The Black Sheep's Cocoon

August 23, 2012
By eksearle BRONZE, Troy, Michigan
eksearle BRONZE, Troy, Michigan
3 articles 0 photos 2 comments

Favorite Quote:
"You miss 100% of the shots you don't take." - Wayne Gretzky

Middle school is the worst thing and the best thing to happen to a girl. Elementary school girls look forward to the day they start middle school, but soon after that day comes, want to get out. Middle school is the dark cocoon that caterpillars must spend time in before becoming a butterfly. The caterpillar is isolated from others inside the cocoon; possibly feeling alone, but when it leaves will be a butterfly with wings strong enough to enable it to fly away. Although difficult at the time, I later discovered that middle school was the best thing that happened to me.

When I was in middle school, I was the ugly duckling, whose feathers were grey while everyone else’s was white. When I was in middle school, girls were labeled as either popular or not. When I was in middle school, the popular girls were the same: dressing in the same manner, listening to the same music, and even reading the same books. I, on the other hand, was the black sheep in a herd of white. The white sheep were like Cinderella’s stepsisters, buying expensive items that showed off their money in order to remain with the crowd, while ostracizing those who were different. Not surprisingly, I was excluded. I remember one incident where a group of girls said I couldn’t join them because I wasn’t like them. Initially I felt as rejected as the ugly duckling when told by the other ducklings, “Quack, get out.”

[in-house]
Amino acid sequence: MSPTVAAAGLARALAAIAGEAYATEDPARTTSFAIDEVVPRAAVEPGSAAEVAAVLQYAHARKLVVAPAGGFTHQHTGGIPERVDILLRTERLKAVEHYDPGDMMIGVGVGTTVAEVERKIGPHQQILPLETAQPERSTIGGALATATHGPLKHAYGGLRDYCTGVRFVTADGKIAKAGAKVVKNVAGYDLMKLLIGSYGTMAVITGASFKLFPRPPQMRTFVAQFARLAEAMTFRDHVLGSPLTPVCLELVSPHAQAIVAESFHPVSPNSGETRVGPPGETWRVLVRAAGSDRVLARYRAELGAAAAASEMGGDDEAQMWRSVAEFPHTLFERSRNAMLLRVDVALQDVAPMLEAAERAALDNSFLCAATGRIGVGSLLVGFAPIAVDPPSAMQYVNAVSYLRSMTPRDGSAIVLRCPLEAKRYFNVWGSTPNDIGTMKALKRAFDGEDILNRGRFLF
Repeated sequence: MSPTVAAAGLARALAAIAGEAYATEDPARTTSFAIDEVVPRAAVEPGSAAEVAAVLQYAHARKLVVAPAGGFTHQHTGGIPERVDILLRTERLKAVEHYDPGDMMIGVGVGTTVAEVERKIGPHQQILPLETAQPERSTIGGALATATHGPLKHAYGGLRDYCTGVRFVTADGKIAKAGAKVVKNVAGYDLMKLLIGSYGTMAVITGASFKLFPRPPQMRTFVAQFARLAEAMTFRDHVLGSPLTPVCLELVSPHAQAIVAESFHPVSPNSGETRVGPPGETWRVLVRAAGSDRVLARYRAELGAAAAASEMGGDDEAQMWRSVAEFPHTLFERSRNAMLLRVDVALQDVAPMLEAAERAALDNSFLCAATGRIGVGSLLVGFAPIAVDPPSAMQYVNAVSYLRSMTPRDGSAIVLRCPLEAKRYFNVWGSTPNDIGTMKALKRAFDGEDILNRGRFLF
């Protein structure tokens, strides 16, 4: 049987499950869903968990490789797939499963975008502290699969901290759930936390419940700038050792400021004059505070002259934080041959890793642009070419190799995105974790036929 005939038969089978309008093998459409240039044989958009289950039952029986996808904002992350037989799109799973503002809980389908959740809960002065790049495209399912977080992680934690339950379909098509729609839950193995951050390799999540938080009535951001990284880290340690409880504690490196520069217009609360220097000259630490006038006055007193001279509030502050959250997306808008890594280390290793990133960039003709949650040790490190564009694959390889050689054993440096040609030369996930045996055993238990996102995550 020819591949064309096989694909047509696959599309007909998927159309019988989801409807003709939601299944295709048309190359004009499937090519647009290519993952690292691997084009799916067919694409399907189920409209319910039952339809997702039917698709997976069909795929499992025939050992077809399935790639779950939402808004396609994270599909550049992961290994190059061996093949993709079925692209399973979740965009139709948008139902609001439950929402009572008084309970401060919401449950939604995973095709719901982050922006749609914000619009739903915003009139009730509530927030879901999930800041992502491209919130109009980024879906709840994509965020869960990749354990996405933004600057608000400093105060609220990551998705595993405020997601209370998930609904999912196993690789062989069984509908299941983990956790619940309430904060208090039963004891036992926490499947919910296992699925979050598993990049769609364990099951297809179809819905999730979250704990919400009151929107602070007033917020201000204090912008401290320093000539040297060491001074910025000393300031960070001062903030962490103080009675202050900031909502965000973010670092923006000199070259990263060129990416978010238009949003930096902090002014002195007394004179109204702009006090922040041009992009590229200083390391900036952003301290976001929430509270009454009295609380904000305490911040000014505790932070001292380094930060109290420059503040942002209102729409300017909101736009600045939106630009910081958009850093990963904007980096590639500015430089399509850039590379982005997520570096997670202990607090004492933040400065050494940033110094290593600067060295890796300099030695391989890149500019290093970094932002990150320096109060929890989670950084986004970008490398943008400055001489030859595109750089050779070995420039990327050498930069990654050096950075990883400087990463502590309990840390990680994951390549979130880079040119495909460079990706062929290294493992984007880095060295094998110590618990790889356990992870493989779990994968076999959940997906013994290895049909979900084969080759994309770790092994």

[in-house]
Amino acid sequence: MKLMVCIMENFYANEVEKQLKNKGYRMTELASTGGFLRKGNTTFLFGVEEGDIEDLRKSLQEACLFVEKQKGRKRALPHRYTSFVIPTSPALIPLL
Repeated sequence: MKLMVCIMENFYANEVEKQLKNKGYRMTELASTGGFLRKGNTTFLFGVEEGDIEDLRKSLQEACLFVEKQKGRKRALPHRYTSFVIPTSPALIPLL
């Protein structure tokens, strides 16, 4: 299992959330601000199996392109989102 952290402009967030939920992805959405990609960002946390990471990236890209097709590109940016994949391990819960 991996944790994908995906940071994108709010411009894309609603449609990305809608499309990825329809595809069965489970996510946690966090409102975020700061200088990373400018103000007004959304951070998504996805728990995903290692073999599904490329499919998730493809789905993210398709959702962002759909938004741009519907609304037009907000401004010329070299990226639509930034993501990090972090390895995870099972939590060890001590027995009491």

Later, however, I realized their friendship wasn’t worth a penny. I would rather be a black sheep, ostracized for being different, than a white sheep, whose popularity depended on listening to Lady Gaga or owning a hundred dollar pair of jeans. Instead of being in the hive of the clique and conforming to the style of the queen bee, I stayed in the backstage of the middle school drama, enabling me to stick to my morals, be an individual, and focus on the purpose of school: learning. My books became my best friends, and I developed a passion for my studies. Even today, I would rather read or study than do anything else.

In a recent conversation with a friend, I mentioned being on the autism spectrum (though the truth is, barely). He replied, “Aren’t we all on the spectrum?” Something about that statement clicked inside of me: if we are all on the spectrum of a complex developmental disorder, then aren’t we all different in some way? Maybe in the pasture, the white sheep are only white on the outside, conforming to everyone else, but on the inside are as black as the sheep that they ostracize. In this situation of the pot calling the kettle black, middle school boils down to a misunderstanding of differences as girls attempt to both conform to popular culture and remain an individual.

Thus, middle school was the worst part of my life because of exclusions and calls for conformity, but the best in the sense that I became an individual. When I left middle school and entered high school, I was no longer an ugly duckling, but a swan. And although it was difficult to be the caterpillar in the cocoon, when I finish high school and break through the cocoon, I will be a beautiful butterfly.

The author's comments:
I initially wrote this essay as a response to a writing prompt in The Brief Bedford Reader. I had so much fun writing it, and I hope it will send a powerful message to readers.

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